KT: A perfect spot for the foodies in the world. And you can bring home a $5 bouquet for your sweetheart or your favorite Auntie.
AREA: NORTH SHORE
Paalaa Kai Bakery/Snow Puffies
RN: Our friend Jan took us to Paalaa Kai Bakery one afternoon we went up to North Shore. And I’ve been going every chance I get since then. The Snow Puffies, gosh darn! It is love in the form of flaky, cold custard pastry. The Bakery is a nondescript, local space with friendly Filipino manangs boxing up the Snow Puffies for customers to take to the beach or home— except they never reach the beach. Mine gets inhaled by the time the car gets going.
KT: It is worth getting your favorite black tank stained with the white, powdered sugar. Talk about flaky goodness.
KT: Butter, shrimp, garlic, rice, Mac salad. A heart attack on a plate but a must do while on the North Shore.
RN: The garlic shrimp doused in butter is worth the queue in this institution wrapped in a grafitti-laden food truck. Come as you are, eat with your hands, and savor each finger-licking bite. Seriously: the hotdog is so ono too (*pidgin for delicious).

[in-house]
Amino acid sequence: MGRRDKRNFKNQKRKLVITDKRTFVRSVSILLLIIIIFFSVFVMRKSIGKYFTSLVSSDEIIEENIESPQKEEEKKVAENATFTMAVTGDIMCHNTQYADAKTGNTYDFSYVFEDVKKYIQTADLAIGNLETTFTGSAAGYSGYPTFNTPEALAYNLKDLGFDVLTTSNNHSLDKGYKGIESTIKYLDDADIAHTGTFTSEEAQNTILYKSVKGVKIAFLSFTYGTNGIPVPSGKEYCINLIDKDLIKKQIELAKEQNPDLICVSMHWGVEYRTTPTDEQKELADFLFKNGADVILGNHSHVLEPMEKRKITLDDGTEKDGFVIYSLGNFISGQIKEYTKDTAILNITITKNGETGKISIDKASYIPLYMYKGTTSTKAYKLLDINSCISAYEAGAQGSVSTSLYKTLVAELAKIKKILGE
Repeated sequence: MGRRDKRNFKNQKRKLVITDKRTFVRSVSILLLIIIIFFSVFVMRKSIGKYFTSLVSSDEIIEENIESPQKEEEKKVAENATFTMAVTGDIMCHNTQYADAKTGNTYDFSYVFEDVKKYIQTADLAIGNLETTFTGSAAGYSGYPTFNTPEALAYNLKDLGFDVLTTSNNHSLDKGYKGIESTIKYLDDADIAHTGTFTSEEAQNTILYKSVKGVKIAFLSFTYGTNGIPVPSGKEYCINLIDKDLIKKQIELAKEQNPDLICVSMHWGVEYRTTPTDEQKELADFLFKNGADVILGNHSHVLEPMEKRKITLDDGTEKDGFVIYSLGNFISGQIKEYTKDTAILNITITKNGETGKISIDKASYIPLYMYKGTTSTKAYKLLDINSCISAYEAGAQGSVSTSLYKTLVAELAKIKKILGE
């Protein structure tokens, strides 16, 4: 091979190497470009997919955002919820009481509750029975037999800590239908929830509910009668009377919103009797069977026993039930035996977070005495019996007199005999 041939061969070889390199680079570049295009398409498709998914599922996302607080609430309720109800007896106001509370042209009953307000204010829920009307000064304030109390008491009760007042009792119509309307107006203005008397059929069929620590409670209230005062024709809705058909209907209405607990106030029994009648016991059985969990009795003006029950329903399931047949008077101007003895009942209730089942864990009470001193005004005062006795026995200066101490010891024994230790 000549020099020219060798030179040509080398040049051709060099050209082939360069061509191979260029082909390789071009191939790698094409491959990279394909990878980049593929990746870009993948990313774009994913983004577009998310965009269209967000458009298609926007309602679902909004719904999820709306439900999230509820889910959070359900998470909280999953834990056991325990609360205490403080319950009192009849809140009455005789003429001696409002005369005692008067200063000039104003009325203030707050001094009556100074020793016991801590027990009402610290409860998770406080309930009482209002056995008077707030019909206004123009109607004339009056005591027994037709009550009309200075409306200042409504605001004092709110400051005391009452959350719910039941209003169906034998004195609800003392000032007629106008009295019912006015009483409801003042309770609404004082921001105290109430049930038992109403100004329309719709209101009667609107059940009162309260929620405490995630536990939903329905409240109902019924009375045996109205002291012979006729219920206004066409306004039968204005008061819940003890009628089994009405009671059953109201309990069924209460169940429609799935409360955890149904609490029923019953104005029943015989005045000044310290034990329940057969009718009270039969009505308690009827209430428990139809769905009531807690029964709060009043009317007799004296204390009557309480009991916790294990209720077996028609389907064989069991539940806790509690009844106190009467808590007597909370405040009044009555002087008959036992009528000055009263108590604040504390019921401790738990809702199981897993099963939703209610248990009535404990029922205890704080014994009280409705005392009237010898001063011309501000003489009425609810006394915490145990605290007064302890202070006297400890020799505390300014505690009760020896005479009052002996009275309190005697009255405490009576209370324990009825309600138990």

RN: The North Shore Patagonia store is one of my favorites, especially since the brand really believes in conservation of and compassion for the environment. And the Limited Edition Hawaiian prints and PatAloha wear are a must!
KT: Well-made, sensible, yet trendy outfits and swimsuits for all ages. I love the prints and I love the great customer service. And if you just can't bring yourself to head all the way to the North Shore, they have a store located conveniently on Ward Avenue, not far from Waikiki and Ala Moana shopping center.
KT: How can you not love Kaimana? Its not your typical, touristy windward beach. This one is normally filled on the weekends with local families just enjoying the day at the beach, cooking on the grill, popping up the tent and listening to their favorite jams.
RN: My absolute favorite for snorkeling (swam with a turtle!) and hanging out. Plus Magnum’s old spot was just down the road!